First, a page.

provided by John E. Phillips
Mossy Oak Pro Johnnie Candle, from Devils Lake, North Dakota, has been a walleye tournament fisherman since 1994. He won the 2010 World Walleye Championship and in a normal year, would fish 6-10 walleye tournaments held all over the country. Candle also guides on Devils Lake as a professional angler. This week he shares information with us on spring fishing for walleyes.
As I’ve mentioned earlier, I don't start fishing until mid-May when I know that the ice has melted, and the shallow water has warmed up. Here, on Devils Lake where I live and guide, I'll be looking for walleyes in shallow bays off the main lake. The main body of water in the lake stays pretty cold until well into the summer, but the shallow bays with their dark, muddy bottoms that are lined with vegetation tend to warm up quicker than any other parts of the lake. Since the warm water attracts bait fish, I start off fishing with lures horizontally. We'll be fishing in skinny water that only may be 1-1/2 to 2 feet deep. Therefore, vertical jigging, like I do in the wintertime, isn’t practical. I'll be casting numbers of light jigs with soft-plastic bodies that I can reel in just under the surface. I'll be using shallow suspending jerkbaits like bass fishermen do. These lures can be cranked down and paused, so I can twitch them and keep them a certain depth throughout the entire retreat. I like to fish these jerkbaits when the water is still cool, which means less than 50 degrees. I've learned that when the water is 50 degrees or more, those jerkbaits still will catch fish, but not as many fish as they do when the water is 50 degrees or lower.
When I first start fishing in mid-May, the first thing I’ll notice is that we're catching larger fish than we have before the water’s warmed up. The walleye will average 3-5 pounds after those first two weeks in May and throughout most of the late spring. As the water gets hotter, the bigger fish seem to leave the shallow water for a period of time, usually until the weeds start to grow - most often, for the last two or three weeks at the end of May and the first of June. That’s when we’re catching really big walleye that may weigh as much as 7 or 8 pounds. If you hit the right spot during that time with two anglers, you often may catch 50 or 60 walleyes in one day. Those kinds of days happen fairly often here on Devils Lake where I guide. Although the anglers can only keep five walleyes per person, they can catch and release all the walleyes they want.
When the water temperature reaches about 60 degrees, the bigger fish will pull out of the shallow water and start swimming to the 10-12 foot deep water. Once the weeds start to grow, the walleyes will do big U-turns and go back to the shallow-water weeds. Around the 4th of July, my anglers and me will move back into the shallow water and fish around those shallow weeds to start catching walleyes there all over again. When I move back into the shallow water, I’ll begin fishing shallow-running crankbaits that will run over the tops of the weeds and big swimbaits, rattle tail style lures and a variety of soft-plastic baits with a lot of action with a 1/8-ounce or a 3/8-ounce jig head. What I like about these types of lures is that all I have to do is cast them out and reel them in on the tops and the edges of the weeds. The colors that seem to produce best are yellow perch and any type of white lure.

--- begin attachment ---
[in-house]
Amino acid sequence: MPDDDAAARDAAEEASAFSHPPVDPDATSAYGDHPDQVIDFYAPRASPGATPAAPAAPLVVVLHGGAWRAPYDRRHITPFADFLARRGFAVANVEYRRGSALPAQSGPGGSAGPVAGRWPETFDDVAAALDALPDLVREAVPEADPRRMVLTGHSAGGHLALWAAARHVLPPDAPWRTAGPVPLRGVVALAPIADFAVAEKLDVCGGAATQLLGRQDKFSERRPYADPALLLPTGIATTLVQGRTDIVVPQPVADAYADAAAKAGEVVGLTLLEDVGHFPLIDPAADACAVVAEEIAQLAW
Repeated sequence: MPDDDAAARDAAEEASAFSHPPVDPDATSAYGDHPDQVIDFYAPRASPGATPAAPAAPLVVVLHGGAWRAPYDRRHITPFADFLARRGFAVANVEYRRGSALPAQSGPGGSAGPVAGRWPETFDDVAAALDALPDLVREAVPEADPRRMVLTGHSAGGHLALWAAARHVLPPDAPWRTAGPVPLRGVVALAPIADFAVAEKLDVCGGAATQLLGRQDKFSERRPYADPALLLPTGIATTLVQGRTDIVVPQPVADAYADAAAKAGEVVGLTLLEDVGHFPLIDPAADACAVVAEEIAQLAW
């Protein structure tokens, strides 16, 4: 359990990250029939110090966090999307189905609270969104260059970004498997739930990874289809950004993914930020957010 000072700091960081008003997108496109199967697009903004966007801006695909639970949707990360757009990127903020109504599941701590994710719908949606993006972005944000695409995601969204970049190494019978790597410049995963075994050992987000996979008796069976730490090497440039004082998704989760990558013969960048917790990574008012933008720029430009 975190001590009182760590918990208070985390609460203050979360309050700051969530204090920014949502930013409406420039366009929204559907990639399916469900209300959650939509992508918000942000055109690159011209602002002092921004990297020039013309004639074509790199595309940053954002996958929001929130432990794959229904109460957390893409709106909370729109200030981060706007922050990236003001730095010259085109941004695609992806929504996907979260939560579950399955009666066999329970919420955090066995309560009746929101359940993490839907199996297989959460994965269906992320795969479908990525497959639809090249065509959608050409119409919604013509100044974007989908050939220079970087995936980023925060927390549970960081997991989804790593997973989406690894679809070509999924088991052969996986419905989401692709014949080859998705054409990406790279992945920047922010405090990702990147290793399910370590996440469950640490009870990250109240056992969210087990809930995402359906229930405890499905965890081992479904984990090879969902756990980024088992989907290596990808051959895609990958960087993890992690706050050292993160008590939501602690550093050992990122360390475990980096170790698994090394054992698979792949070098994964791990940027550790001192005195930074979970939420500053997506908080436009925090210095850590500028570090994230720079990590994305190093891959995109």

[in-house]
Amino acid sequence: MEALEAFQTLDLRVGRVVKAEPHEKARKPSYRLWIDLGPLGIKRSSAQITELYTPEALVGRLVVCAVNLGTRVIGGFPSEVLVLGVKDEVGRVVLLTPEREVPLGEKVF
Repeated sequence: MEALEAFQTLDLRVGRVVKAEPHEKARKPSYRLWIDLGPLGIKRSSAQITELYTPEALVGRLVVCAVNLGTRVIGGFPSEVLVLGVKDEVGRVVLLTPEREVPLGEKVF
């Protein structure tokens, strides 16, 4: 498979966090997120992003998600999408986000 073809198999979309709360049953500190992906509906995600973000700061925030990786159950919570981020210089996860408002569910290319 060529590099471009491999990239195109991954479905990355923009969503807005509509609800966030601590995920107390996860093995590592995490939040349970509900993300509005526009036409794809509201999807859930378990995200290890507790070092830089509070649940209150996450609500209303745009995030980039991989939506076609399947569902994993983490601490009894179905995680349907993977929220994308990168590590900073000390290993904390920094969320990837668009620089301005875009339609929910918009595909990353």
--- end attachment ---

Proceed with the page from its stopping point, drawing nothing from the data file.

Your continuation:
Although I’ve been discussing mainly fishing for walleyes, we have other fish in Devils Lake that we can catch, including northern pike, white bass, black crappie and yellow perch. We don’t have any bluegills, large bass, smallmouth bass, spotted bass, catfish or carp. The good news is, all the other fish hang out and feed on the same baits that walleyes do. We catch numbers of the other species of fish when we’re fishing for walleyes. Some days we'll catch three northern pikes for every walleye we catch. And, I know you're going to think I'm lying, but we have had days when my party and I have caught a different species of fish on every cast we’ve made for 5 hours. That produces an awful lot of bent rods and smiling faces every day we fish from the second week in May until ice-up.
To see the kind of fish that Candle is producing and to get in touch with him, go to www.johnniecandle.com, or call him at 701-371-9431.